46 Findings (7-year window) What at baseline predicts a vulnerability trajectory of cognitive functioning? –The literature suggests that higher levels of cognitive impairment are associated with increased receipt of assistance. We found this to be true, but only among men with low stable trajectories of cognitive function. These men need assistance and they are more likely to receive it. –However, among older men whose cognitive functioning is changing -- either in patterns of decline, improvement, or fluctuation – these men receive no more social support on average than men with high functioning trajectories. This begs the question, “how long do symptoms of cognitive impairment typically exist before support is mobilized?

47 Findings (7-year window) What predicts a vulnerability trajectory of physical functioning? In comparison to physically high functioning men, men with low stable physical functioning were more likely to be older, white, with histories of stroke, giving less but receiving greater amounts of social support, more cognitively impaired and more depressed. However, men with greater levels of physical dependency who undoubtedly need support do appear to be receiving it. “Overall, we are encouraged by the precision gained in using trajectories rather than measures of central tendency to chart health processes over time” – GSA 2003.

48 EPESE Data -- after thoughts… Most community-dwelling older people are functioning well across health domains. But many others are not - yet their vulnerabilities (illness pathways) are masked in traditional analytic approaches.Most community-dwelling older people are functioning well across health domains. But many others are not - yet their vulnerabilities (illness pathways) are masked in traditional analytic approaches. Nurse scientists need to consider both traditional (central tendency) and trajectory approaches (identification of clinically-meaningful groups) when measuring clinical phenomena over time.Nurse scientists need to consider both traditional (central tendency) and trajectory approaches (identification of clinically-meaningful groups) when measuring clinical phenomena over time. The clinically relevant categories can be identified best by nurse scientists.The clinically relevant categories can be identified best by nurse scientists. Future studies need to focus on the interaction of multiple health trajectories within patients. This will allow nurses to design interventions that build on one’s strengths while targeting areas of vulnerability.Future studies need to focus on the interaction of multiple health trajectories within patients. This will allow nurses to design interventions that build on one’s strengths while targeting areas of vulnerability.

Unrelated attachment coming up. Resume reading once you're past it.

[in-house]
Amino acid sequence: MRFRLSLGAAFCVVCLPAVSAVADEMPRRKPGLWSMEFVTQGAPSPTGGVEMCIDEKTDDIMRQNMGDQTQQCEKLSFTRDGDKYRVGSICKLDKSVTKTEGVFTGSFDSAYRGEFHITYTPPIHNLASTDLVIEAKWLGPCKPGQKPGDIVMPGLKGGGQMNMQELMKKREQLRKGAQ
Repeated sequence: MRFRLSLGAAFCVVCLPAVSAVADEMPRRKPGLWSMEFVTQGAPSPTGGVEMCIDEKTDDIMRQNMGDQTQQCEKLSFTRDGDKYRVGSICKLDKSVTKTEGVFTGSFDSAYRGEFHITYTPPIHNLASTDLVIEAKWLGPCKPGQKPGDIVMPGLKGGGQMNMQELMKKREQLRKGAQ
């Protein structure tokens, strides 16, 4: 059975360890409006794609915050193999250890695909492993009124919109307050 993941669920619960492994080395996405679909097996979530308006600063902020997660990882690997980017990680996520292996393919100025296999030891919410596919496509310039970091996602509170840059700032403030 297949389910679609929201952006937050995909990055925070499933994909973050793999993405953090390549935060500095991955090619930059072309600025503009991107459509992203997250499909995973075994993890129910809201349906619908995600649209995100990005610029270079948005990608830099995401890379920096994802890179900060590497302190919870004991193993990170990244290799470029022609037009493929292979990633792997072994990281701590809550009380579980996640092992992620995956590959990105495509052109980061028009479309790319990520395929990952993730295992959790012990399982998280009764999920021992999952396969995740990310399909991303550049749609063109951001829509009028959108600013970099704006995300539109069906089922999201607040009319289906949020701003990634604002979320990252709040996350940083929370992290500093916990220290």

49 Example 3 National Longitudinal Caregiving Study Funded by the VA HSR&D National Nurses’ Research Initiative ( )Funded by the VA HSR&D National Nurses’ Research Initiative ( ) Goal: to examine comprehensively the informal disease burden on families caring for elderly with dementing disordersGoal: to examine comprehensively the informal disease burden on families caring for elderly with dementing disorders

50 National Longitudinal Caregiver Study (NLCS)  4-year longitudinal study (4 annual surveys)  2,278 informal primary caregivers at baseline  Patients are elderly (60+) veterans followed in the VA Hospital system, nationwide  Identified using VA administrative databases (formal diagnoses -- ICD-9 codes for AD or VAD  Mail surveys in 1998 (baseline), 1999, 2000, 2001  Unit of analysis is the caregiver, but data include caregiver and patient information

51 Informal Caregivers of Elderly with Dementia: Latent Class Analysis using M-Plus very new material Cross-sectional (Pre-trajectory work) –Clinical phenomena (class membership) –Service Use Patterns (class membership) –“Drivers” of service use pattern (class membership) Longitudinal Trajectories of caregiver depression

52 Dementia Problem Behavior Classes at Baseline (what caregivers are dealing with now) – M-Plus

53 “Low-Users” “In-Home Users” “Out of Home Users” Caregiver Classes of Support Service Use Baseline

54 Greater Patient Disability “Low-Users” “In-Home Users” Probability of Caregiver User Class by Patient Disability Looking for “drivers” of service use “Out of home users”

55 Goal: To identify distinct trajectories of depressive symptoms within a large national sample of informal caregivers of older individuals with clinically diagnosed with dementia. Using LCA (M-Plus) - Three trajectories were identified: High Declining, Moderate Stable, Low Increasing. This suggests that measures of central tendency in caregiver depressive symptoms mask important sources of clinically-relevant variation within the caregiver population that may be important for tailoring interventions to reach the neediest caregivers with maximum cost benefit. Informal Caregiver Depression Who to target for resources and referral?

56 3-Year Trajectories of Depression National Longitudinal Caregiver Study (2300+ at baseline) 3 classes using M-Plus